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Long Lost Growth In China - By Jennifer Coombs

The major equity indices are in dire need of a catalyst in order to send stocks higher, but so far, to no avail. Markets began to slide lower following President Obama's speech at the G7 Summit where he noted that the US does not have a complete strategy for countering the Islamic State (ISIS) terror group. In recent weeks, ISIS has made territorial gains in Iraq and Syria, so this news was not very encouraging for the safety of the region. Additionally, Obama denies that he was complaining about the strong US dollar hurting the US economy at the summit meetings. Overall, the G7 summits never really help market optimism, and clearly, this time is no exception.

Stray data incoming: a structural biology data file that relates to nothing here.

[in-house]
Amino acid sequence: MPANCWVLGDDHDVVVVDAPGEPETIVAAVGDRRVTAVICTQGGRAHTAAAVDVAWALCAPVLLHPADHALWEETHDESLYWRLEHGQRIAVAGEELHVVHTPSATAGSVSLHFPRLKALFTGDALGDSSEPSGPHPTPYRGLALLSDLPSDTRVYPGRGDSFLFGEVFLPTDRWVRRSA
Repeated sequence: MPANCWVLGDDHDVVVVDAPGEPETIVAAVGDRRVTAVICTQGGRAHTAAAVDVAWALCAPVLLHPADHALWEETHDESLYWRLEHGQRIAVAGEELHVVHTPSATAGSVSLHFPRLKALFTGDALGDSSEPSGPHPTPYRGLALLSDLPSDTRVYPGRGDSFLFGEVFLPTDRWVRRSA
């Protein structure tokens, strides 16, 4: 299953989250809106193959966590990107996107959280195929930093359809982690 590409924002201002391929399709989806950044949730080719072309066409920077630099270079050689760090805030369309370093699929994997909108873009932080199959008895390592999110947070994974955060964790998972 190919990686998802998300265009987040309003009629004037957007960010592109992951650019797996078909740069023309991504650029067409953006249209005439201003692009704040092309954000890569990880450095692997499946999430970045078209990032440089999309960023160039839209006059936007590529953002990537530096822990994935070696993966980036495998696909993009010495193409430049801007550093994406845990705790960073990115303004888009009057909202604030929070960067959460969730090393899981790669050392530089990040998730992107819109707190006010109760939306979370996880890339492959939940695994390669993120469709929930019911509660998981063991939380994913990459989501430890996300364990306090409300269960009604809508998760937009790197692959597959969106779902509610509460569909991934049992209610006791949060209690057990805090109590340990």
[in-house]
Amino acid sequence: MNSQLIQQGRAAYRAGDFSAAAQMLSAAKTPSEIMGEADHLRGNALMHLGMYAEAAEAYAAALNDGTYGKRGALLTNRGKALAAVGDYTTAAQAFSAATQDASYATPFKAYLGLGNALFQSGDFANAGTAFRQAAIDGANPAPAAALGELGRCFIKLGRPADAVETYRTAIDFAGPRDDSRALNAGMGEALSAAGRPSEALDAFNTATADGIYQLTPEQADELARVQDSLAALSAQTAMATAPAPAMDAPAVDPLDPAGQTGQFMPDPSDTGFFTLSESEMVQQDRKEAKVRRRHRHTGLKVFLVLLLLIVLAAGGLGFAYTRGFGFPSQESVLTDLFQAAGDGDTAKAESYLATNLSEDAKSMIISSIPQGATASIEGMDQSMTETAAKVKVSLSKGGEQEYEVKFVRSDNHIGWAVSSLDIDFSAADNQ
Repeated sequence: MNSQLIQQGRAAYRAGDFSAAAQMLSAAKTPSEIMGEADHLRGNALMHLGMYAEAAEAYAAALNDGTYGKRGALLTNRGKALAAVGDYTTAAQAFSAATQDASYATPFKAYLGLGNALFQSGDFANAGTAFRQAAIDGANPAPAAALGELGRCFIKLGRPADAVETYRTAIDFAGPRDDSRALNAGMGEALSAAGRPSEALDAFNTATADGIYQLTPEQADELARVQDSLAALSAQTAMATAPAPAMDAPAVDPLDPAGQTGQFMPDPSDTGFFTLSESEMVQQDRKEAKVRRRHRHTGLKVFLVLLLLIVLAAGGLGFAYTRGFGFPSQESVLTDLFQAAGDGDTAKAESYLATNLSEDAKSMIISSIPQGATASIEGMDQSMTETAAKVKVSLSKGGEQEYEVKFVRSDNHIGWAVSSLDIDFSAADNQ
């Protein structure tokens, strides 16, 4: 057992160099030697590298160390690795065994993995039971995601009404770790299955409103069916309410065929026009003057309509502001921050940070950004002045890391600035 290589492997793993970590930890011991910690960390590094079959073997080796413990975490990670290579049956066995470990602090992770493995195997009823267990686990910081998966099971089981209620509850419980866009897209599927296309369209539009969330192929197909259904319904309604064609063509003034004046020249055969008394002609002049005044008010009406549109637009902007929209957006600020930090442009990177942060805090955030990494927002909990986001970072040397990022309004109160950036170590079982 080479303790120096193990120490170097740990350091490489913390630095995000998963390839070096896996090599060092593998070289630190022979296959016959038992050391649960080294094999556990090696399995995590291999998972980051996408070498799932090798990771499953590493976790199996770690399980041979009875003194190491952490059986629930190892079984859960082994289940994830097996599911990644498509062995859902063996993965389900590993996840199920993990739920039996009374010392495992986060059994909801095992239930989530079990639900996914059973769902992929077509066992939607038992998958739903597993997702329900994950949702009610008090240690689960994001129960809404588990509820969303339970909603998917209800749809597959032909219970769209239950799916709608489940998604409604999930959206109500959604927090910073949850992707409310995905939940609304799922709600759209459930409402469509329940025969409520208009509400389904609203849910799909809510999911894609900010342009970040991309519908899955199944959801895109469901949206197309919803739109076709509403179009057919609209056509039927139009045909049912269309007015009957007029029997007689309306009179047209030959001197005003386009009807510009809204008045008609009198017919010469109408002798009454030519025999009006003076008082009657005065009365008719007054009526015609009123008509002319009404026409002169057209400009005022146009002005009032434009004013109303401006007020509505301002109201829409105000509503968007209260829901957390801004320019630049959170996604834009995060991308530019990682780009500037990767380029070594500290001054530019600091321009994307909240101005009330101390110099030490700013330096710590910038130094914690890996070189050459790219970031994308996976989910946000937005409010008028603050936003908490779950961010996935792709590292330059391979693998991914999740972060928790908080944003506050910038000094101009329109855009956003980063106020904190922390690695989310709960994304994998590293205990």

In the absence of any meaningful US economic data, we look to data out of China to move major world markets. In May, a bigger-than-expected slide in China's imports ended up strengthening expectations that more policy stimulus may be needed to avert a slowdown in the country's economy. While economists say that continued weakness in Chinese imports point to slacking in the economy, erratic global demand and a stronger yuan suggest that the government won't be able to hit its full-year growth target around 7.0%. For the month of May, exports fell by 2.5% in the country, which was much smaller than the 5.05 forecasted by economists, while imports declined by 17.6% versus an expected 10.7% decline. China posted a near record trade surplus of $59.5 billion in May, but weak imports ultimately are demonstrative of a slowdown in domestic consumption. So far, many of China's exporters have been struggling to cope with weaker overseas demand, increasing labor and currency costs, and large downward economic pressures. As such, many economists have lowered growth expectations for the second quarter well below 7.0%, which ultimately doesn't bode well for the likelihood of China achieving its full year growth target.